Left our villa a little late today. Everybody slept in after a long day at Xel-Ha yesterday.  Stopped for an excellent brunch at a chicken joint (well, I was going to call it ‘restaurant’, but it doesn’t quite look like one). Couldn’t remember the name of the joint nor the address. But since it was pretty close to the place we’re staying in, I think it’s on 2nd Street between 15th and 20th Ave. It loooks like a big garage with an aluminum roof. You walk in there,  tell them what portion of chicken you’d like to order, then have a seat wherever you’d like. The grilled chicken comes with spanish rice, tortillas, and condiments. OMG, muy delicioso!

 

After everybody’s tummies are full, we’re then on our way to Aktun Chen, a 988-acres park of unexplored rainforest, located along the Mayan Riviera (between Tulum and Akumal). In Mayan, Aktun Chen means cave with an underground river inside. Three caves with a cenote (underground river) have been discovered in the park. The main cave is now suitable for an easy walking tour which has been enhanced with indirect lighting for a better view and enjoyment of the thousands of stalactites, stalagmites and natural sculptures, all of them formed by water and calcium carbonate throughout five million years. Wow!

The entrance from the Highway 370 will go about 3 kilometres or so, until you arrive in the reception area; and it was quite an interesting driving. You’d go pass through the nature trails through the park, go slow… you might run an iguana over. There’s a warning sign on the parking area to lock your car, the wild monkeys have gotten smarter and naughtier. Cute.

After we paid the entrance fee (was it $20 per adult?), our guide took us to the serpent area and explain a thing or two about snakes. Do you know how to tell if a snake is poisonous or not? I do now. Then off we go on the nature trail to the main cave. Good thing we were given hard hats to wear, I lost track the number of time I hit my head on the stalactites. Such a beautiful place. So serene, and mystical in the same time. Unlike the other caves I’ve been in, Aktun Chen’s main cave isn’t claustrophobic-y at all. Good breeze with lots of room to move around.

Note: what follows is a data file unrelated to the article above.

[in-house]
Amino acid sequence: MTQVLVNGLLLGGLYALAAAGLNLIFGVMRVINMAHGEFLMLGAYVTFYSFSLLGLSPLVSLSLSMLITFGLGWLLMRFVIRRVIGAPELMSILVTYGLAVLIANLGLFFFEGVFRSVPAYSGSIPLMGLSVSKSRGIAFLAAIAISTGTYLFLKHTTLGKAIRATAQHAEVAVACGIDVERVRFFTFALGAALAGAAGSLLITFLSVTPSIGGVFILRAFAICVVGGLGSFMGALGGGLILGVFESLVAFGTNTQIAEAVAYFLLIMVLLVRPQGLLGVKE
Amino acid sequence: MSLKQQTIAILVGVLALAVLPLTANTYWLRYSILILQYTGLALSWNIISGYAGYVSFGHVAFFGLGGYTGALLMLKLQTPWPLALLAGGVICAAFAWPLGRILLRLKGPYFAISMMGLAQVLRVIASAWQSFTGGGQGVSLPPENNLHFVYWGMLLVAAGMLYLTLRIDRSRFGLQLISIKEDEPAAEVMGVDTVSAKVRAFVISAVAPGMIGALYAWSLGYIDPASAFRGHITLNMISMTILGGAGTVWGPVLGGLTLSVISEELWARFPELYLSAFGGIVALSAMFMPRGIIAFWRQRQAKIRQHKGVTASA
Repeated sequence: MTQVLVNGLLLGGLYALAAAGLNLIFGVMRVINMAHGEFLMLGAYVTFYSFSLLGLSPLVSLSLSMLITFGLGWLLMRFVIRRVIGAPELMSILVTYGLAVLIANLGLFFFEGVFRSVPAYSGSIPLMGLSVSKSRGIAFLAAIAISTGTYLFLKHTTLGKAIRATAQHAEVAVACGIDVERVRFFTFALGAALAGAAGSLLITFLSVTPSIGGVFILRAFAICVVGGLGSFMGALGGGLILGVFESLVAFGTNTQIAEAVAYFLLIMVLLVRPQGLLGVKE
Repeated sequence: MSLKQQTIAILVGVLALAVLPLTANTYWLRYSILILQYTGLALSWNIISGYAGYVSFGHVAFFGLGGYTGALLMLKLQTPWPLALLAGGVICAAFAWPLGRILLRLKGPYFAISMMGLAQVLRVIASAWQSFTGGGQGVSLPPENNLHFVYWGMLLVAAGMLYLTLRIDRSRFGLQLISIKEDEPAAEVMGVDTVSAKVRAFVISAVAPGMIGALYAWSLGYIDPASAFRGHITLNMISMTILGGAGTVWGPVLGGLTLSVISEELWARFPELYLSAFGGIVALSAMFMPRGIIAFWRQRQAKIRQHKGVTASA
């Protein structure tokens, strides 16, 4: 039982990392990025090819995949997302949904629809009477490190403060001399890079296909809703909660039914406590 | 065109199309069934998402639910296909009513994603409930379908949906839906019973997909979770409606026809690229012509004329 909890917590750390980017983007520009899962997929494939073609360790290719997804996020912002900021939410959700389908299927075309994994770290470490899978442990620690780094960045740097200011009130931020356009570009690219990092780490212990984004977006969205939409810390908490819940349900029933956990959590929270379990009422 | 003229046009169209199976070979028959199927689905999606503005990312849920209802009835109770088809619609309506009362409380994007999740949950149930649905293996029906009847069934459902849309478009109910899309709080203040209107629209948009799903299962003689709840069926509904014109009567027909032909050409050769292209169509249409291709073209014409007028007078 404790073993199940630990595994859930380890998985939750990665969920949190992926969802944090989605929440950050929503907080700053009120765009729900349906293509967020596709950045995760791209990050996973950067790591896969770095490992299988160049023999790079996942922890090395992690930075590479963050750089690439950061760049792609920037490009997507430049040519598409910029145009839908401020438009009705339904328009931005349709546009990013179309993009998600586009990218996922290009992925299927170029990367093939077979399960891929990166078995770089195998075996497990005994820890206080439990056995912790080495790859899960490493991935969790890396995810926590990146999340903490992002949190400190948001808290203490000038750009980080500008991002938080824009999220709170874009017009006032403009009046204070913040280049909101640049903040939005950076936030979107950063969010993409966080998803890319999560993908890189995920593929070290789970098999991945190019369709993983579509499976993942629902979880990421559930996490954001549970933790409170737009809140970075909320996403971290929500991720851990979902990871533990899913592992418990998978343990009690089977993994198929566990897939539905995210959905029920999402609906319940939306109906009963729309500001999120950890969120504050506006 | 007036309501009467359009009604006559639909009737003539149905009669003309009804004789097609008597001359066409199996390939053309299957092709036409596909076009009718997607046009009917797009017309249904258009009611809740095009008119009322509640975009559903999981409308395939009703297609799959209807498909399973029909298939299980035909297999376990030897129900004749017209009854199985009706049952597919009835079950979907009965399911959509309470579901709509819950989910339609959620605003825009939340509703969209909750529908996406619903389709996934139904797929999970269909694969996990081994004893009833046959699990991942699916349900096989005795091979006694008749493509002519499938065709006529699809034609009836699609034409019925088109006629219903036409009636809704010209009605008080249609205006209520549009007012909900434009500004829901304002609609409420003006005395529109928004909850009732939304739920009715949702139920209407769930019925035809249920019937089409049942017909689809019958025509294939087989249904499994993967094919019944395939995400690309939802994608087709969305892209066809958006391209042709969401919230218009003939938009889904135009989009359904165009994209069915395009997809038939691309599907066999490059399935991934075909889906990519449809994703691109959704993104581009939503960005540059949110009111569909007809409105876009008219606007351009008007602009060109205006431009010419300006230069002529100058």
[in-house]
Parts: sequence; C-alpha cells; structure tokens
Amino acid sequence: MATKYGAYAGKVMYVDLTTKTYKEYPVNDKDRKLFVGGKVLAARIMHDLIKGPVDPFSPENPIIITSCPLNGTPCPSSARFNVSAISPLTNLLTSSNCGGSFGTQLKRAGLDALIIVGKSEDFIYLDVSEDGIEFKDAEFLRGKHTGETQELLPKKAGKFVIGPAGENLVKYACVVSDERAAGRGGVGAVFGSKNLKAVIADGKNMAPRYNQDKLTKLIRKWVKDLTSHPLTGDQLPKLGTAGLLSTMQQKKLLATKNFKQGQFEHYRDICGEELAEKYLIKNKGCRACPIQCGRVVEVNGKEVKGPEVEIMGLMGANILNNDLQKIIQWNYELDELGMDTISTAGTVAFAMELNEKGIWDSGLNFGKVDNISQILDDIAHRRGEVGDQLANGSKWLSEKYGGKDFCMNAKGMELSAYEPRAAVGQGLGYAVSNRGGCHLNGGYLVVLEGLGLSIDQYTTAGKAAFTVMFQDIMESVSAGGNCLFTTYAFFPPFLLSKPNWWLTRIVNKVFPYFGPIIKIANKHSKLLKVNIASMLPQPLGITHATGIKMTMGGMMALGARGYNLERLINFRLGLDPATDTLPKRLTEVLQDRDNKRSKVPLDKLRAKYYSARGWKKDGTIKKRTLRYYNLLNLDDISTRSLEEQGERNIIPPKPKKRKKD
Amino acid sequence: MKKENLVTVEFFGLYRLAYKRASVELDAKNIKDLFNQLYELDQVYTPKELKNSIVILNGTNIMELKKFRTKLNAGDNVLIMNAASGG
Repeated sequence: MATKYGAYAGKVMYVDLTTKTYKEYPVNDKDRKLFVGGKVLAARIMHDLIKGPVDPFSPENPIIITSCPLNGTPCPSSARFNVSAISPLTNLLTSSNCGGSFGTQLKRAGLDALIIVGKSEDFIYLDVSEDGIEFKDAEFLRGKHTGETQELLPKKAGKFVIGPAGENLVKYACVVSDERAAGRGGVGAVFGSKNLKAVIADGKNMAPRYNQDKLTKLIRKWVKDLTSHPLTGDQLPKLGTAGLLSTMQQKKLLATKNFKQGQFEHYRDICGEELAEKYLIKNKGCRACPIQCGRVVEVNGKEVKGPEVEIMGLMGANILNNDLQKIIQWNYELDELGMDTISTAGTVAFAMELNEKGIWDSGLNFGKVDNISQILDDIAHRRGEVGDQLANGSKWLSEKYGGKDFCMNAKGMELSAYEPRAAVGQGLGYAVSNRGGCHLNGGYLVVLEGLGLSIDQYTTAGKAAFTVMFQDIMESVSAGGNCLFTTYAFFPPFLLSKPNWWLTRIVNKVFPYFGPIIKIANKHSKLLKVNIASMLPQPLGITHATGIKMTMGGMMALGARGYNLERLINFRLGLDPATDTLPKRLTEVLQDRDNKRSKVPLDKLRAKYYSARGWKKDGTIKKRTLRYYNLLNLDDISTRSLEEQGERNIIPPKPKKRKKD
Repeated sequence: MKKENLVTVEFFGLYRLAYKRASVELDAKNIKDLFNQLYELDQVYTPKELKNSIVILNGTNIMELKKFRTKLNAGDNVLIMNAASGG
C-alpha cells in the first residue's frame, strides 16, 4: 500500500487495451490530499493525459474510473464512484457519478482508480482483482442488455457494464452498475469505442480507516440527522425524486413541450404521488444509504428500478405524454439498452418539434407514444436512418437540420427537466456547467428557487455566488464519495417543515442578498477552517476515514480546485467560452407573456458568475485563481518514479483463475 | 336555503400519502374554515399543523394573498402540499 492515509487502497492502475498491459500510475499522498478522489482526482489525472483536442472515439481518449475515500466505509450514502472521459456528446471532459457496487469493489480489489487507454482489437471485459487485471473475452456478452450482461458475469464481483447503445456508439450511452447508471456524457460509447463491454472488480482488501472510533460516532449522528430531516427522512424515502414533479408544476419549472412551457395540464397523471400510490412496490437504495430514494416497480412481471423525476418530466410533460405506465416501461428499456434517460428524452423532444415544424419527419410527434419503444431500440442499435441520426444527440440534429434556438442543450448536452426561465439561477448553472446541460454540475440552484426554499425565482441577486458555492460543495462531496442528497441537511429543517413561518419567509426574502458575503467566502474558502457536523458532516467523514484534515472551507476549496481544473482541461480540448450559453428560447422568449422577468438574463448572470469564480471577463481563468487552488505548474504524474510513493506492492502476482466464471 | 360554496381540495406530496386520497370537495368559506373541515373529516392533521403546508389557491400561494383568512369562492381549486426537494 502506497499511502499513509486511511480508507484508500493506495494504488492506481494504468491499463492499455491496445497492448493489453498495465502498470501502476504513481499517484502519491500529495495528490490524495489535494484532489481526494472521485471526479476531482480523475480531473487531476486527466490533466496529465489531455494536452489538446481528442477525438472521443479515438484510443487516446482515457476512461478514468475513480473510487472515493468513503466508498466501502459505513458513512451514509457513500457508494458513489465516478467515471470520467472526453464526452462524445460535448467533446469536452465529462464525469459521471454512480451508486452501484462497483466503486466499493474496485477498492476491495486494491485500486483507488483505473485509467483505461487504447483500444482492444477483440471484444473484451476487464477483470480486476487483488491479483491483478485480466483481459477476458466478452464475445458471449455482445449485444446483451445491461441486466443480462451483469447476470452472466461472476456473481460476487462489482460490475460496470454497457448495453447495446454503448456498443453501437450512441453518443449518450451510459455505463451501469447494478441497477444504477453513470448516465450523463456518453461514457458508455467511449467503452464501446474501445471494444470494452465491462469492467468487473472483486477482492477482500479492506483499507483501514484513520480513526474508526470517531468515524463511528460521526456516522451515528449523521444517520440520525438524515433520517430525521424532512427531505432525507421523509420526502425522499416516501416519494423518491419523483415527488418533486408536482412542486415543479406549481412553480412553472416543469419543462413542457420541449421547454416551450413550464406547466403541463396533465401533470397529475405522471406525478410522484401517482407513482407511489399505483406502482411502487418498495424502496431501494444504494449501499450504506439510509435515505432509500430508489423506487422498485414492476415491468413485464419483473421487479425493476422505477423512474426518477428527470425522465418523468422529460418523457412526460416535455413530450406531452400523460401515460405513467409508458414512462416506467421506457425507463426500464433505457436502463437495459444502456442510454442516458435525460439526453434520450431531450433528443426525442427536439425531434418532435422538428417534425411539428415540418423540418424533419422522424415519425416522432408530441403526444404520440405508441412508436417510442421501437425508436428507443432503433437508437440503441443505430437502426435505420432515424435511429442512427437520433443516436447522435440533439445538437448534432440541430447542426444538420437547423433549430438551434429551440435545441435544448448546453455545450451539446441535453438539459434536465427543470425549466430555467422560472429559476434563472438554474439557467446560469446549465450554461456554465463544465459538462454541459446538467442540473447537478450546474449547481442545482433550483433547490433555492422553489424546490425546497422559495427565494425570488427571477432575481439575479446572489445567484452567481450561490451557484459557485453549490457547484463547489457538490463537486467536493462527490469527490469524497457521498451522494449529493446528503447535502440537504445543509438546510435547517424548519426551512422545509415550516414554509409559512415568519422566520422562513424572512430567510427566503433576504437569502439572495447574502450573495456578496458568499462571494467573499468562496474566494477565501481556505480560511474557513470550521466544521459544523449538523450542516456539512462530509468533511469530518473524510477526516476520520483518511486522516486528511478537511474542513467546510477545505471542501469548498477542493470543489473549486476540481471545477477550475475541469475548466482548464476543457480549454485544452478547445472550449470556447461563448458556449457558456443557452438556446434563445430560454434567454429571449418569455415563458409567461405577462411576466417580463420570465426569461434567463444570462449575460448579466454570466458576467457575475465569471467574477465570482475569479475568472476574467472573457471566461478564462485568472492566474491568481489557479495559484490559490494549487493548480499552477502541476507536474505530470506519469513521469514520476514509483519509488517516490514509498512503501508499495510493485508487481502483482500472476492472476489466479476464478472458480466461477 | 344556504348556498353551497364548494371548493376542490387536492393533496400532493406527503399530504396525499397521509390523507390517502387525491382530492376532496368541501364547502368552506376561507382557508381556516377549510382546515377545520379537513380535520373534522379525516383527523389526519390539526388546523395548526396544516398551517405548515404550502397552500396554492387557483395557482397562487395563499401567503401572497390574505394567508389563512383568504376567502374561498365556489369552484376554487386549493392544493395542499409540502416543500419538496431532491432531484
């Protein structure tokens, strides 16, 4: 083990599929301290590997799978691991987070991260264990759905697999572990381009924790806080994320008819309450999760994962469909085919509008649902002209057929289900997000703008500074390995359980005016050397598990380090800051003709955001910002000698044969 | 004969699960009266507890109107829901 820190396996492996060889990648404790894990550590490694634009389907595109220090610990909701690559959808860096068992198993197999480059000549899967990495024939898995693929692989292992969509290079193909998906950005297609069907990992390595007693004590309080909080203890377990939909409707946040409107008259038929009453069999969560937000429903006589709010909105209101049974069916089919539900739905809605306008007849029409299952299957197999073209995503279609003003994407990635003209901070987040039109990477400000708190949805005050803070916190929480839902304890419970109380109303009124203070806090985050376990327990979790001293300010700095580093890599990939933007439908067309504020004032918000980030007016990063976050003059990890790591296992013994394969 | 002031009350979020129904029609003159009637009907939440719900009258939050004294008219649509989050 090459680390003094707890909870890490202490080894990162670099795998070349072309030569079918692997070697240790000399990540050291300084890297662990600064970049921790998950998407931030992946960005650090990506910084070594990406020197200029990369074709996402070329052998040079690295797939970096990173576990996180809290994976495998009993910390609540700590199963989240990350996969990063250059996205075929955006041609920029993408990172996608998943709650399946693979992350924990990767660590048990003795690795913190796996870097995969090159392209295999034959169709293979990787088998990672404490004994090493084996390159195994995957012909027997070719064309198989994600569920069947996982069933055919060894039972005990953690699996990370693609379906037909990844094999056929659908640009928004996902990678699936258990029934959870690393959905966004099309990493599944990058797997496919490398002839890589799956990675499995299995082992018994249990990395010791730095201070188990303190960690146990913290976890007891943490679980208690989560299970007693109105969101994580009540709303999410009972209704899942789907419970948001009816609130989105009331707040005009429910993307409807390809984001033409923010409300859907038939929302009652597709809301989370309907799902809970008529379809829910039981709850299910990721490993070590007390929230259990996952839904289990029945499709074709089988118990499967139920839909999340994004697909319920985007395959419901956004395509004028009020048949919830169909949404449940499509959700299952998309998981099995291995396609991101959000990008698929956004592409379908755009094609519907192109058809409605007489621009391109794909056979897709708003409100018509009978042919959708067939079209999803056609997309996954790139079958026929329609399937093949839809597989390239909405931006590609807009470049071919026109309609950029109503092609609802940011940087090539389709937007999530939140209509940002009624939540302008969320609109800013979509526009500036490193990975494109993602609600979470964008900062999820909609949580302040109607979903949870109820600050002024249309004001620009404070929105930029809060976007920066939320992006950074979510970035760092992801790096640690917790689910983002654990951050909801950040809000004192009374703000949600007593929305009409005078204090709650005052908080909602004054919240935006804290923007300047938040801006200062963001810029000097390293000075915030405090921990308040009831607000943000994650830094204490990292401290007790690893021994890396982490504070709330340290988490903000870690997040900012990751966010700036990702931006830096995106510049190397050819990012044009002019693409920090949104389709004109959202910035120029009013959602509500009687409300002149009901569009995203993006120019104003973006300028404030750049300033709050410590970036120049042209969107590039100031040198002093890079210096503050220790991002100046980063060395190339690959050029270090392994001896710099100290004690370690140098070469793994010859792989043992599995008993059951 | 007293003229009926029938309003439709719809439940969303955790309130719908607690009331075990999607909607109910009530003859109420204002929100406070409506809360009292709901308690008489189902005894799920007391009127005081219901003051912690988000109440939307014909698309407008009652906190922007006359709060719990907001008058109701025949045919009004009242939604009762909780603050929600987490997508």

But what threw me was the cenote. The underground river. It’s like nothing I’ve ever seen in my life. Our guide took us to an area with a very dim lighting. All I could see was the shadow of the rocks around the river,  stalagtites, stalagmites and some reflections on the water. I thought, “OK… what’s so great about this?” Then our guide turned the overhead lighting off, everything went pitch black, my son said ‘Uh-oh…’ and then he turned the underwater lighting on. The four of us went, “Whoa…” If only I could do better in capturing the view… but here it is…

From the cave, we’re exiting to the jungle where you can see a lot of white tail deer left and right. Should you need any refreshment or snacks, there’s a little cafetaria after you exit the cave. Aktun Chen isn’t only abundant in deer, but other wild animal as well: spider monkeys, birds, boars, etc. The walk in the cave took not more than an hour an a half. It’s worth it.